This has become an important issue, as Mikheyev can test the open market in the summer. With $73,439,783 of the flat $81.5 million salary cap already committed to 16 players for next season, can the Leafs afford to re–sign the 27–year–old native of Omsk, Russia? Playing this year for $1.645 million, Mikheyev is a good bet to double that figure to $3.3 million. With Toronto still needing to make decisions on fellow free agents Ondrej Kase, Pierre Engvall, Ilya Lyubushkin, Rasmus Sandin, Tim Liljegren and Jack Campbell, there won’t be enough money and cap space for everyone. If, therefore, it came down to retaining Mikheyev or Nylander, what would the Leafs do?


Should Kyle Dubas remain as general manager, the answer is probably simple; remember, he publicly vowed to not trade Nylander on his watch. If another person is running the Leafs, it won’t be as simple. This year’s playoffs could be the determining factor. Nylander played well in the first–round collapse against Montreal last spring. But, Mikheyev has emerged as a more–physical presence, which is likely to be of significant value to the Leafs in the post season. In the past month, since returning from injury, Mikheyev has made the ultimate call more difficult.

This clearly bears watching before July 13, when the NHL’s free agent market opens.

PLEASE READ THIS BEFORE MONDAY: The NHL trade deadline always generates excitement and fantasy. But, for those that believe Toronto will obtain a player with an immediate impact on the club, I suggest you have a look at the blog I wrote here on Feb. 19 (https://bit.ly/3oZUfVi). It will provide you with fact, not fantasy. It will prove that Dubas really isn’t under the “pressure” before Monday that those in the media suggest. It’s an extremely safe bet that the Maple Leafs will not be significantly altered by what occurs — or doesn’t occur — at the deadline.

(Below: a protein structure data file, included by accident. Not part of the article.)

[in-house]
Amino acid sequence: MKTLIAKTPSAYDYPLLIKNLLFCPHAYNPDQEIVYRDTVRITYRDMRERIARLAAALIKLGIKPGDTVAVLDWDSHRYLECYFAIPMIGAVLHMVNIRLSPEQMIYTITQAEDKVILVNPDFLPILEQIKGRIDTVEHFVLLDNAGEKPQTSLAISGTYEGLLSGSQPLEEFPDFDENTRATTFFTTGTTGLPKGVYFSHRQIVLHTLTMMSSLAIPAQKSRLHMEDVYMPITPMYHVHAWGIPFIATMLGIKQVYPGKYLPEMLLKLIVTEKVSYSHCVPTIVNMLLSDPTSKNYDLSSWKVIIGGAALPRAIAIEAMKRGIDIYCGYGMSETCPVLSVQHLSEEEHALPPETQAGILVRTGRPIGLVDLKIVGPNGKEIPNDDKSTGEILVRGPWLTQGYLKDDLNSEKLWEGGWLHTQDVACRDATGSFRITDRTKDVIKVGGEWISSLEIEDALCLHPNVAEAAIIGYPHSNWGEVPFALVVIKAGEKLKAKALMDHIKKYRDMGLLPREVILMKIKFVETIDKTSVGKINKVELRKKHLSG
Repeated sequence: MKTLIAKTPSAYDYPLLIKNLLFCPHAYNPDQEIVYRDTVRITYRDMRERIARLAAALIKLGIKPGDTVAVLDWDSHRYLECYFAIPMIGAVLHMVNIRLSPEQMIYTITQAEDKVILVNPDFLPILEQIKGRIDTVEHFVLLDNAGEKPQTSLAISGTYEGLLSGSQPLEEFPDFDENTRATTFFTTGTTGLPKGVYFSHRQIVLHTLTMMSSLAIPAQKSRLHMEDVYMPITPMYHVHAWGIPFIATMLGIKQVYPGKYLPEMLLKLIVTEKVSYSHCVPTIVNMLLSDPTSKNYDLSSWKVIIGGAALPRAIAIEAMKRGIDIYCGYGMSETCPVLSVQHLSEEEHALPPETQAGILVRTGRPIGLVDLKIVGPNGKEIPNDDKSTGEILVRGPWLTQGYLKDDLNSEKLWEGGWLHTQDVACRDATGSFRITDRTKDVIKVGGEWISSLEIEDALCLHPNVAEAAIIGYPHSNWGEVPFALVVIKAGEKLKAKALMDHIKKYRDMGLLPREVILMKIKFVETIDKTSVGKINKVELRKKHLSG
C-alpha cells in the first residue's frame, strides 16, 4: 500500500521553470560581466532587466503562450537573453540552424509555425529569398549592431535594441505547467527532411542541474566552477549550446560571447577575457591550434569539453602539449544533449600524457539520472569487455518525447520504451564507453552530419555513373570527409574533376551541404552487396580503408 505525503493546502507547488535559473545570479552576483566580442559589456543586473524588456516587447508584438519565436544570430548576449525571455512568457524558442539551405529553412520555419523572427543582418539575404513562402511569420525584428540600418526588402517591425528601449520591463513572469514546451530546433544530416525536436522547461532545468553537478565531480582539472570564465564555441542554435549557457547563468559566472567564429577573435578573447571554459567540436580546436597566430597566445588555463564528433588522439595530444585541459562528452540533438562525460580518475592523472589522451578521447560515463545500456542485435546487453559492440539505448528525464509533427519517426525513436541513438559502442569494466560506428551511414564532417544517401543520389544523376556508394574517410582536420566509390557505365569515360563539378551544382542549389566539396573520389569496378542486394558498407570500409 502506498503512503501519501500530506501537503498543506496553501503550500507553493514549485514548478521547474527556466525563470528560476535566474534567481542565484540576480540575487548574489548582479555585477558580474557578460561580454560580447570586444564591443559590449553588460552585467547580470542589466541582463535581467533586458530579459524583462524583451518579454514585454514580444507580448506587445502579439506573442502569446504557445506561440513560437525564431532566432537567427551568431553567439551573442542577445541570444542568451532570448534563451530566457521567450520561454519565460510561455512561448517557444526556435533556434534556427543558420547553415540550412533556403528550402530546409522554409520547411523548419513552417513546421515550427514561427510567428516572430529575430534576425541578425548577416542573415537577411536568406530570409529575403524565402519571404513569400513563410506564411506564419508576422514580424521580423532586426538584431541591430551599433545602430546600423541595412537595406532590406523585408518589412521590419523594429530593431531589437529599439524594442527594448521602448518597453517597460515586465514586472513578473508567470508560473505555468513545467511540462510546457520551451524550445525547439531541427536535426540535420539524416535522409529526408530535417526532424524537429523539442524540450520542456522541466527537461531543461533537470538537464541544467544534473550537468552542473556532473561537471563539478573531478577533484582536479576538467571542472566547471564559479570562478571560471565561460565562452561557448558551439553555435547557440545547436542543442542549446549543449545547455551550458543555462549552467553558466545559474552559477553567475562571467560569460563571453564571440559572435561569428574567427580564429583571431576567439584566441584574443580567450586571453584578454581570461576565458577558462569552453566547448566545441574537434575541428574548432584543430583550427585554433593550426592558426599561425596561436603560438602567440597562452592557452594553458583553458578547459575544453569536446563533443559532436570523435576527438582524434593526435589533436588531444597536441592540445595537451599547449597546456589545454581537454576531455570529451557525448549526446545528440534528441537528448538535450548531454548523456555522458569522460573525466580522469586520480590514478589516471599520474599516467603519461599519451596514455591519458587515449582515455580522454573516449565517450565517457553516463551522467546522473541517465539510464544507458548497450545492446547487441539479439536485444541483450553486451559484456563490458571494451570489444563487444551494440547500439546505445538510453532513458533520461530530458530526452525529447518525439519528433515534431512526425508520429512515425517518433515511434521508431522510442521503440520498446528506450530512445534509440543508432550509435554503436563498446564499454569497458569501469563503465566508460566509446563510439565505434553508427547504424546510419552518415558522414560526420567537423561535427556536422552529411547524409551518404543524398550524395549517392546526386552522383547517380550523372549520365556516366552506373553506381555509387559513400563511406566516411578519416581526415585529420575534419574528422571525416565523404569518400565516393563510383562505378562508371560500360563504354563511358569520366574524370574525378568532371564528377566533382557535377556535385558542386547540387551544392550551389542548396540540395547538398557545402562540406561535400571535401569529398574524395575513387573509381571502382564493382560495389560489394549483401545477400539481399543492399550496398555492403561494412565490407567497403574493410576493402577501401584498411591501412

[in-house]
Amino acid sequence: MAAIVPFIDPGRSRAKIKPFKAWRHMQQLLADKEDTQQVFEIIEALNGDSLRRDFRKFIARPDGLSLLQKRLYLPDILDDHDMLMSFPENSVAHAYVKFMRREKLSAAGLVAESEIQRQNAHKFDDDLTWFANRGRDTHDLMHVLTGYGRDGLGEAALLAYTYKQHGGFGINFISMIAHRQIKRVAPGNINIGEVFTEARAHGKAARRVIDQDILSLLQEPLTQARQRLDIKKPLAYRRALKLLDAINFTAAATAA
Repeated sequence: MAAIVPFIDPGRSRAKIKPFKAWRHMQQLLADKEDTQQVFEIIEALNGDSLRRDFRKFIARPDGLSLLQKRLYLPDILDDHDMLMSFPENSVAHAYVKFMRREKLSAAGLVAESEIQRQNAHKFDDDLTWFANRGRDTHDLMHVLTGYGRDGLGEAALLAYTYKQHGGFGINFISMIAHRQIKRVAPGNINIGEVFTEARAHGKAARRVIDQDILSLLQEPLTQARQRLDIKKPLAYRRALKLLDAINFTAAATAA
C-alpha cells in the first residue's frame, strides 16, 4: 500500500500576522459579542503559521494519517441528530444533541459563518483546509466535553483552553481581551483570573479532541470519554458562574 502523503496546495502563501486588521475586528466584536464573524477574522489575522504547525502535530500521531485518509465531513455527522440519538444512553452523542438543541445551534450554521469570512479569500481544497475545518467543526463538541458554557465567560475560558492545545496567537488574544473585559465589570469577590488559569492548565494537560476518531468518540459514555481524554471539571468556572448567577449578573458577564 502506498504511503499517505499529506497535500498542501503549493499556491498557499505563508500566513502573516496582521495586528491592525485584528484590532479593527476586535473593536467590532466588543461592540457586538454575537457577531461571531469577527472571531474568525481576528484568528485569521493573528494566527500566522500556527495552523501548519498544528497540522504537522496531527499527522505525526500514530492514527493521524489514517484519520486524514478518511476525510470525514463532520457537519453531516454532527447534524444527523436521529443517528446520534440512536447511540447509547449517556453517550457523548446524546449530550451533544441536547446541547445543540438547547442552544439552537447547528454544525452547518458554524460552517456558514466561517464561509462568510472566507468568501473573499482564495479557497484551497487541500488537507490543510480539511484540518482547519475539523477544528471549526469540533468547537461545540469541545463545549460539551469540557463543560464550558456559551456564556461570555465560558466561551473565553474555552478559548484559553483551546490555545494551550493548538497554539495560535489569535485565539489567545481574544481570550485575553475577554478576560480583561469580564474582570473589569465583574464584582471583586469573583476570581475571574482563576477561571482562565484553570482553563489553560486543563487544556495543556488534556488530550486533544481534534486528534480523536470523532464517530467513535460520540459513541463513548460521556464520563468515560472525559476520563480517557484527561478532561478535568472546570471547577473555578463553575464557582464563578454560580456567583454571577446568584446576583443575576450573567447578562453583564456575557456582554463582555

FINAL THOUGHT: Intriguing, wasn’t it, that the Leafs played arguably their two most–structured and disciplined games of the season this week while Auston Matthews served a suspension. Yes, goalie Erik Källgren stood tall between the pipes in the victories over Dallas and Carolina, but his teammates were abundantly poised in all three zones of the rink. It pored a little water on the local MVP argument.

EMAIL: HOWARDLBERGER@GMAIL.COM

6 comments on “It Comes Down to the Sunshine State

  1. Howard I enjoy watching a top 3 or 4 player in the NHL on the Leafs. When have you seen that in Toronto?

      1. You should have stopped after Horton, Howard. There’s no way Sittler, Salming, or Gilmour were ever top 3 out 4 player in the NHL during their careers.

        1. In 1993 Glimour finished 2nd to Lemieux in MVP voting. In 94 he finished 4th in league scoring. In 77-78 Sittler finshed 3rd in league scoring and was a 2nd team All Star. Salming was a 1st team all star once, 2nd team all star 4 times.